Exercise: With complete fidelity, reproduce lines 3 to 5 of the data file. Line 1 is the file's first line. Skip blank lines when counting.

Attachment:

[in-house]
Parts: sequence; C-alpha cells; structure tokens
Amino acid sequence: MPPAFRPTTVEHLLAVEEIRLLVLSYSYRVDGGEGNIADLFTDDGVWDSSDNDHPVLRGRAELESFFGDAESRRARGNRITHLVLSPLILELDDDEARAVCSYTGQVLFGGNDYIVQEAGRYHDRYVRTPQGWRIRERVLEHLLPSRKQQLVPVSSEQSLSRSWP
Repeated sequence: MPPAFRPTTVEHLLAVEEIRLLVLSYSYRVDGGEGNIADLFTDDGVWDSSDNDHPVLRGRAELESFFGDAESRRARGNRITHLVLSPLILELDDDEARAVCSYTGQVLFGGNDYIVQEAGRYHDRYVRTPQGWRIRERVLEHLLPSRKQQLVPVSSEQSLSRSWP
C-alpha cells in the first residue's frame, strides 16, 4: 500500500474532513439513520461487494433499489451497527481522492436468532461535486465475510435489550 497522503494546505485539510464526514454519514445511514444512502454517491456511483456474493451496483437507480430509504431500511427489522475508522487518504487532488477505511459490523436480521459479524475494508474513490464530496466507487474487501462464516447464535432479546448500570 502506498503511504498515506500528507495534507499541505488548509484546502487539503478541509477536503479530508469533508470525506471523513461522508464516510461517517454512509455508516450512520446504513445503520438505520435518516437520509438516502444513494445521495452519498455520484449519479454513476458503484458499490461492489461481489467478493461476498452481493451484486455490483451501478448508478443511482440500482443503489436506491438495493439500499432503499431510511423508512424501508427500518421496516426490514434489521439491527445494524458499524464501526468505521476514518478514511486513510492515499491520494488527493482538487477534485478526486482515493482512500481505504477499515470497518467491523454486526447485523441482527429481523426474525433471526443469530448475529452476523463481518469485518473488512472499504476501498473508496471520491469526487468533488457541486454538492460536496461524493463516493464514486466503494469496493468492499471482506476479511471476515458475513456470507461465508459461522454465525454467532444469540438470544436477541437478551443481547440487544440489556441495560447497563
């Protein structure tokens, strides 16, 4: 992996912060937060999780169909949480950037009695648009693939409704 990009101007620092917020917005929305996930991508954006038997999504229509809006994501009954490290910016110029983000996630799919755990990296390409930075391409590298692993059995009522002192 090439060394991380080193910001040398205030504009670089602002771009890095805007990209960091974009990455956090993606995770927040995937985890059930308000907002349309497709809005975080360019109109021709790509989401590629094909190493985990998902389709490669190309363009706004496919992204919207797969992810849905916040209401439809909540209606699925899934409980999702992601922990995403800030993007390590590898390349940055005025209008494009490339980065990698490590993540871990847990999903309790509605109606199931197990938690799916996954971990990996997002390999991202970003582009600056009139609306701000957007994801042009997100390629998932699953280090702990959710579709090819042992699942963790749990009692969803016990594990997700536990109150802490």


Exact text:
Amino acid sequence: MPPAFRPTTVEHLLAVEEIRLLVLSYSYRVDGGEGNIADLFTDDGVWDSSDNDHPVLRGRAELESFFGDAESRRARGNRITHLVLSPLILELDDDEARAVCSYTGQVLFGGNDYIVQEAGRYHDRYVRTPQGWRIRERVLEHLLPSRKQQLVPVSSEQSLSRSWP
Repeated sequence: MPPAFRPTTVEHLLAVEEIRLLVLSYSYRVDGGEGNIADLFTDDGVWDSSDNDHPVLRGRAELESFFGDAESRRARGNRITHLVLSPLILELDDDEARAVCSYTGQVLFGGNDYIVQEAGRYHDRYVRTPQGWRIRERVLEHLLPSRKQQLVPVSSEQSLSRSWP
C-alpha cells in the first residue's frame, strides 16, 4: 500500500474532513439513520461487494433499489451497527481522492436468532461535486465475510435489550 497522503494546505485539510464526514454519514445511514444512502454517491456511483456474493451496483437507480430509504431500511427489522475508522487518504487532488477505511459490523436480521459479524475494508474513490464530496466507487474487501462464516447464535432479546448500570 502506498503511504498515506500528507495534507499541505488548509484546502487539503478541509477536503479530508469533508470525506471523513461522508464516510461517517454512509455508516450512520446504513445503520438505520435518516437520509438516502444513494445521495452519498455520484449519479454513476458503484458499490461492489461481489467478493461476498452481493451484486455490483451501478448508478443511482440500482443503489436506491438495493439500499432503499431510511423508512424501508427500518421496516426490514434489521439491527445494524458499524464501526468505521476514518478514511486513510492515499491520494488527493482538487477534485478526486482515493482512500481505504477499515470497518467491523454486526447485523441482527429481523426474525433471526443469530448475529452476523463481518469485518473488512472499504476501498473508496471520491469526487468533488457541486454538492460536496461524493463516493464514486466503494469496493468492499471482506476479511471476515458475513456470507461465508459461522454465525454467532444469540438470544436477541437478551443481547440487544440489556441495560447497563